August 28, 2020
Clinical Contributors to this Story
Lucy Michelle Safi, D.O. contributes to topics such as Cardiac / Heart Health.
For people living with heart disease, taking steps toward a heart-healthy lifestyle can make a big difference. Lucy Safi, D.O., cardiologist at Hackensack University Medical Center, offers tips for getting started.
Start small. “Try to inspire a heart-healthy lifestyle that includes both diet and exercise,” says Dr. Safi. For exercise, Dr. Safi follows the American Heart Association’s guidelines, which recommend at least 30 minutes of moderate activity three to four times a week. “That’s the goal, and I understand some people may not get there overnight. If you’re having trouble, try splitting up exercise time to get to the goal; it doesn’t have to be 30 minutes at one time.”
Exercise at home. Getting to the gym isn’t always easy, especially during COVID-19 crisis. Dr. Safi recommends some easy exercises that you can do at home. “Walking outside is free,” she says. “You don’t need a gym membership, it’s accessible to everyone and you can take social-distancing precautions as appropriate. A brisk walk counts as moderate intensity exercise.” Dr. Safi notes that daily activities and chores, such as gardening, housework and cleaning, often count as exercise even if you don’t realize it.
Watch what you eat. The other important factor when it comes to managing heart disease is diet. Dr. Safi also recommends AHA guidelines when it comes to what you eat. This includes trying to create a diet that is low in saturated fats and trans fats, has a controlled amount of sodium and is heavy with heart-healthy foods such as whole grains, fruits and vegetables.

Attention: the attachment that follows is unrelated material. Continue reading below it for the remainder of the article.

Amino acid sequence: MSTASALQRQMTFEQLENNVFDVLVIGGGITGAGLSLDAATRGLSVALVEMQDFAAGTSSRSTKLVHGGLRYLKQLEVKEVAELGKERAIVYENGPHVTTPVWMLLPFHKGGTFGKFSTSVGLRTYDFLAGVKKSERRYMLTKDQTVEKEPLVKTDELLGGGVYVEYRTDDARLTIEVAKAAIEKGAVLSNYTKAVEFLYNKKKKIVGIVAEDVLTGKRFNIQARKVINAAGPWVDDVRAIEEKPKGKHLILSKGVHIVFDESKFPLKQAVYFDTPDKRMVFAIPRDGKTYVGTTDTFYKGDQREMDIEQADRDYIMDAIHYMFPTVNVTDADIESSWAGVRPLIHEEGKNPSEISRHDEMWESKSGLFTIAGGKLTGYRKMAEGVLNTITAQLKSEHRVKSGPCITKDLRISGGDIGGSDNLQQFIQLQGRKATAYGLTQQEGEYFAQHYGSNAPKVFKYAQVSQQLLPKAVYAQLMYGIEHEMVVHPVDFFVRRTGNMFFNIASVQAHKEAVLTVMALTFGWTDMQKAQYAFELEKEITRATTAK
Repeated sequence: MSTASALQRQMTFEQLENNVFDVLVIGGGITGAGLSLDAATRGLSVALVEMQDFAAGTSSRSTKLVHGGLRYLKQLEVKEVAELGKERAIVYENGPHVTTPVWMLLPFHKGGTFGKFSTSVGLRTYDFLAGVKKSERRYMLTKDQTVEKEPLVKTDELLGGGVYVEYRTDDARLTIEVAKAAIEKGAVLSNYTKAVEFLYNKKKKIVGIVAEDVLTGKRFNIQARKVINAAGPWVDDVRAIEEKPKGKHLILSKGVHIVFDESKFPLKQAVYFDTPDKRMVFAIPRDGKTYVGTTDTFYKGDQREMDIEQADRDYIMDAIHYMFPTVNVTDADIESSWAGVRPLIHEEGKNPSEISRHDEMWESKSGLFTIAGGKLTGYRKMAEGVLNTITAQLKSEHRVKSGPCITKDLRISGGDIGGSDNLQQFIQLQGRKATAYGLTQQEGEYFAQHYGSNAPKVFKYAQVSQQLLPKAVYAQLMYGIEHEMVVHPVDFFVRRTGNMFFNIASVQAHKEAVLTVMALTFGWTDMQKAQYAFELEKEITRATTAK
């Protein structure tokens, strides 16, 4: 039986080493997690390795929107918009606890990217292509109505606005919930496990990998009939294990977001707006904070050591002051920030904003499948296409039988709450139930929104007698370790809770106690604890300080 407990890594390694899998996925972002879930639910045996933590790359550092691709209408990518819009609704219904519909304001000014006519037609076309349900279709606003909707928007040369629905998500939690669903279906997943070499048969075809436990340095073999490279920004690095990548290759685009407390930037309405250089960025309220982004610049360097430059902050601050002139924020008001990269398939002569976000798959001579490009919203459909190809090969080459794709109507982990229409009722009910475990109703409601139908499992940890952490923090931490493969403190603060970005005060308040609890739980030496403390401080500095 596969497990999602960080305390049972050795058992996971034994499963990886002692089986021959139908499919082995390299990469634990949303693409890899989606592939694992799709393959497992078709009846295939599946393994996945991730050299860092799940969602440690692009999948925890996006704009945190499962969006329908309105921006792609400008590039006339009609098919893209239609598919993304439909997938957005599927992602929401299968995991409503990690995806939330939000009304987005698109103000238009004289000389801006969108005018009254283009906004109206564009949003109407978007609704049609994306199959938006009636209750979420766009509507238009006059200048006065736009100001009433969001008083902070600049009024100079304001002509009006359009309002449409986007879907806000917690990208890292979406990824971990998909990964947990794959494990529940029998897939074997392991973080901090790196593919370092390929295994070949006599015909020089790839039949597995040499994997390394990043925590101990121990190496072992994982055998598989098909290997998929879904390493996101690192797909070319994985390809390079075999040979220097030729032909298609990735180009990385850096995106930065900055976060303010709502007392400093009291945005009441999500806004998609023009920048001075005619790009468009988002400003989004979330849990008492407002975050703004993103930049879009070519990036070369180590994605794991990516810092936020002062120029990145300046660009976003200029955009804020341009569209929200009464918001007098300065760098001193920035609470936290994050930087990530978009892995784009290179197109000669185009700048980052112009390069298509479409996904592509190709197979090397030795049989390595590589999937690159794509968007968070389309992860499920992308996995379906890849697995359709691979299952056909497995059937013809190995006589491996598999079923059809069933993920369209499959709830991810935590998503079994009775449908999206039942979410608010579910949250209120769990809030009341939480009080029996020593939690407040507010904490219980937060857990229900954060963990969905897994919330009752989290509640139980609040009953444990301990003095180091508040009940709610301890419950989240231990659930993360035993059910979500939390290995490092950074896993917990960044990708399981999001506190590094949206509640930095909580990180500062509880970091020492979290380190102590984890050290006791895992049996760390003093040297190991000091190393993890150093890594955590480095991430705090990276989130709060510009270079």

Read the labels. While this sounds good, Dr. Safi acknowledges that it is harder to achieve in practice. She suggests taking an interest in the food you buy and prepare and learning more about it. “When you go grocery shopping, read the labels,” she says. “As we become more educated on the food we buy, we start to notice things like the amount of salt or trans-fat. Noticing these things and knowing what amounts are appropriate will help you make more educated food choices.”
Manage your stress. It’s important to remember that factors outside of diet and exercise can affect your heart health. While a healthy diet and adequate exercise are the keystones of a heart-healthy lifestyle, stress management also plays a role. “Learning how to manage stress is a life skill that is important, but most people don’t think about it,” she says. You can incorporate mindfulness, such as meditation, into your routine as a way to manage it. But if you feel overwhelming stress that is impacting your daily life, talk to your doctor about it.
Next Steps & Resources:
- Learn more about comprehensive cardiac care close to home.
- Meet our source: Lucy Safi, D.O.
- To make an appointment with Dr. Safi or a doctor near you, call 800-822-8905 or visit our website.
- Can wearable tech help with heart health?
- What do heart-healthy food labels really mean?
The material provided through HealthU is intended to be used as general information only and should not replace the advice of your physician. Always consult your physician for individual care.